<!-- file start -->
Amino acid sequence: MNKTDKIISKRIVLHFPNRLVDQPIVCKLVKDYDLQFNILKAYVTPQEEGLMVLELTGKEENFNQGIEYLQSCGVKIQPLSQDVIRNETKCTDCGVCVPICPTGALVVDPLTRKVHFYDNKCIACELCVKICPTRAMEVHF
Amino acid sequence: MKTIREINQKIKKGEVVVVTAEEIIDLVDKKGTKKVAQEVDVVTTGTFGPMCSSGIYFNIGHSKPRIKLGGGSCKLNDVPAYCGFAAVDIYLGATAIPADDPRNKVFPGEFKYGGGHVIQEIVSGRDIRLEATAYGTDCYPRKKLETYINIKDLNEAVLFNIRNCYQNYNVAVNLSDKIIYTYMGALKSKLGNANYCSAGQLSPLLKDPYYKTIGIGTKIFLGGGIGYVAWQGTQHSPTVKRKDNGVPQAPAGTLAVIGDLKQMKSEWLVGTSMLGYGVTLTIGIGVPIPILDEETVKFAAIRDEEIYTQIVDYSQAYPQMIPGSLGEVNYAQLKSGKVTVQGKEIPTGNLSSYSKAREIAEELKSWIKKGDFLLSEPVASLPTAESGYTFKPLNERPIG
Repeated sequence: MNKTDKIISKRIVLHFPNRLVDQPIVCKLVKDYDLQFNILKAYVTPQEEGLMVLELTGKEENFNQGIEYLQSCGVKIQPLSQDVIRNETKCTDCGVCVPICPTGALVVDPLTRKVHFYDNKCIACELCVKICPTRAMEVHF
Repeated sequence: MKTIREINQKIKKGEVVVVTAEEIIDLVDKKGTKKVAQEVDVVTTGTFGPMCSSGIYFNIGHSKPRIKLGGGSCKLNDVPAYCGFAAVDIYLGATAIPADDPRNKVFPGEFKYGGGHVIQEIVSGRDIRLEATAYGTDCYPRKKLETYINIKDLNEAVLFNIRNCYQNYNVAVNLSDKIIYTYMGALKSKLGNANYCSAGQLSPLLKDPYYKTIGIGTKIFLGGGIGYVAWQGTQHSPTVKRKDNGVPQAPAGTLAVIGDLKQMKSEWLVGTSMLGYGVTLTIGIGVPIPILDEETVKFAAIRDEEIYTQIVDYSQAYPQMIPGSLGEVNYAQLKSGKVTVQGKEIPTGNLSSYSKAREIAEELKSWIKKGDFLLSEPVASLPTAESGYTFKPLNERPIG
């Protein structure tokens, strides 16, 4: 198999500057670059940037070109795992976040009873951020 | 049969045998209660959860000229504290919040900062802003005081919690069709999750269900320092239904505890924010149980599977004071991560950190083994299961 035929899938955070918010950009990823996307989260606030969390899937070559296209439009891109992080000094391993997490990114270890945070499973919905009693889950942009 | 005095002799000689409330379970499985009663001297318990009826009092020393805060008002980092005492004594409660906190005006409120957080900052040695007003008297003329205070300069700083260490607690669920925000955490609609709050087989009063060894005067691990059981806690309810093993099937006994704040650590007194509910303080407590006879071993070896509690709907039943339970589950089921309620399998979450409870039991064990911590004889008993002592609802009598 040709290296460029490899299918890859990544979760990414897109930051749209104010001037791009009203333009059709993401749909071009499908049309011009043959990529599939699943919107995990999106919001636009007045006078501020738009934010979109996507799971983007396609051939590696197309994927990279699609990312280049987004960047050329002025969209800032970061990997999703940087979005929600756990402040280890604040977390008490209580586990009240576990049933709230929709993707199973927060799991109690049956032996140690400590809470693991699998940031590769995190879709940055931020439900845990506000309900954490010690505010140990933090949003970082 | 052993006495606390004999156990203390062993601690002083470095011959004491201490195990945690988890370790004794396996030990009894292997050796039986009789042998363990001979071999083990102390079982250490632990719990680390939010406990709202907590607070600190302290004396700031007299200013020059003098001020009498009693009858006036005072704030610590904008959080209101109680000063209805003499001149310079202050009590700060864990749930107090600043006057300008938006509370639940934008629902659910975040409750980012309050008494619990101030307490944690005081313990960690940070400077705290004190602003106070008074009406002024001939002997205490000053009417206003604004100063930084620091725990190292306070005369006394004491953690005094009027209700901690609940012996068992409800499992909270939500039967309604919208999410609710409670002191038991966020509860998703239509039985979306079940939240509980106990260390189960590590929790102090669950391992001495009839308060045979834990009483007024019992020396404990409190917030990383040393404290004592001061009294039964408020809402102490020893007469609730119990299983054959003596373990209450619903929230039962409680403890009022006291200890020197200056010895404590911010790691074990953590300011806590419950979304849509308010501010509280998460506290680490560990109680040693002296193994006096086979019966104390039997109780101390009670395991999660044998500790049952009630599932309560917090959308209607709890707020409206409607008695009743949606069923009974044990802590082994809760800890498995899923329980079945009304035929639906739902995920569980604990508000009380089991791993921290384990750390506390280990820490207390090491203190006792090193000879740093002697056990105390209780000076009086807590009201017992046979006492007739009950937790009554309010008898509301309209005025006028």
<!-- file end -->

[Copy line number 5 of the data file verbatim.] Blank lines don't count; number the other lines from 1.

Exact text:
């Protein structure tokens, strides 16, 4: 198999500057670059940037070109795992976040009873951020 | 049969045998209660959860000229504290919040900062802003005081919690069709999750269900320092239904505890924010149980599977004071991560950190083994299961 035929899938955070918010950009990823996307989260606030969390899937070559296209439009891109992080000094391993997490990114270890945070499973919905009693889950942009 | 005095002799000689409330379970499985009663001297318990009826009092020393805060008002980092005492004594409660906190005006409120957080900052040695007003008297003329205070300069700083260490607690669920925000955490609609709050087989009063060894005067691990059981806690309810093993099937006994704040650590007194509910303080407590006879071993070896509690709907039943339970589950089921309620399998979450409870039991064990911590004889008993002592609802009598 040709290296460029490899299918890859990544979760990414897109930051749209104010001037791009009203333009059709993401749909071009499908049309011009043959990529599939699943919107995990999106919001636009007045006078501020738009934010979109996507799971983007396609051939590696197309994927990279699609990312280049987004960047050329002025969209800032970061990997999703940087979005929600756990402040280890604040977390008490209580586990009240576990049933709230929709993707199973927060799991109690049956032996140690400590809470693991699998940031590769995190879709940055931020439900845990506000309900954490010690505010140990933090949003970082 | 052993006495606390004999156990203390062993601690002083470095011959004491201490195990945690988890370790004794396996030990009894292997050796039986009789042998363990001979071999083990102390079982250490632990719990680390939010406990709202907590607070600190302290004396700031007299200013020059003098001020009498009693009858006036005072704030610590904008959080209101109680000063209805003499001149310079202050009590700060864990749930107090600043006057300008938006509370639940934008629902659910975040409750980012309050008494619990101030307490944690005081313990960690940070400077705290004190602003106070008074009406002024001939002997205490000053009417206003604004100063930084620091725990190292306070005369006394004491953690005094009027209700901690609940012996068992409800499992909270939500039967309604919208999410609710409670002191038991966020509860998703239509039985979306079940939240509980106990260390189960590590929790102090669950391992001495009839308060045979834990009483007024019992020396404990409190917030990383040393404290004592001061009294039964408020809402102490020893007469609730119990299983054959003596373990209450619903929230039962409680403890009022006291200890020197200056010895404590911010790691074990953590300011806590419950979304849509308010501010509280998460506290680490560990109680040693002296193994006096086979019966104390039997109780101390009670395991999660044998500790049952009630599932309560917090959308209607709890707020409206409607008695009743949606069923009974044990802590082994809760800890498995899923329980079945009304035929639906739902995920569980604990508000009380089991791993921290384990750390506390280990820490207390090491203190006792090193000879740093002697056990105390209780000076009086807590009201017992046979006492007739009950937790009554309010008898509301309209005025006028």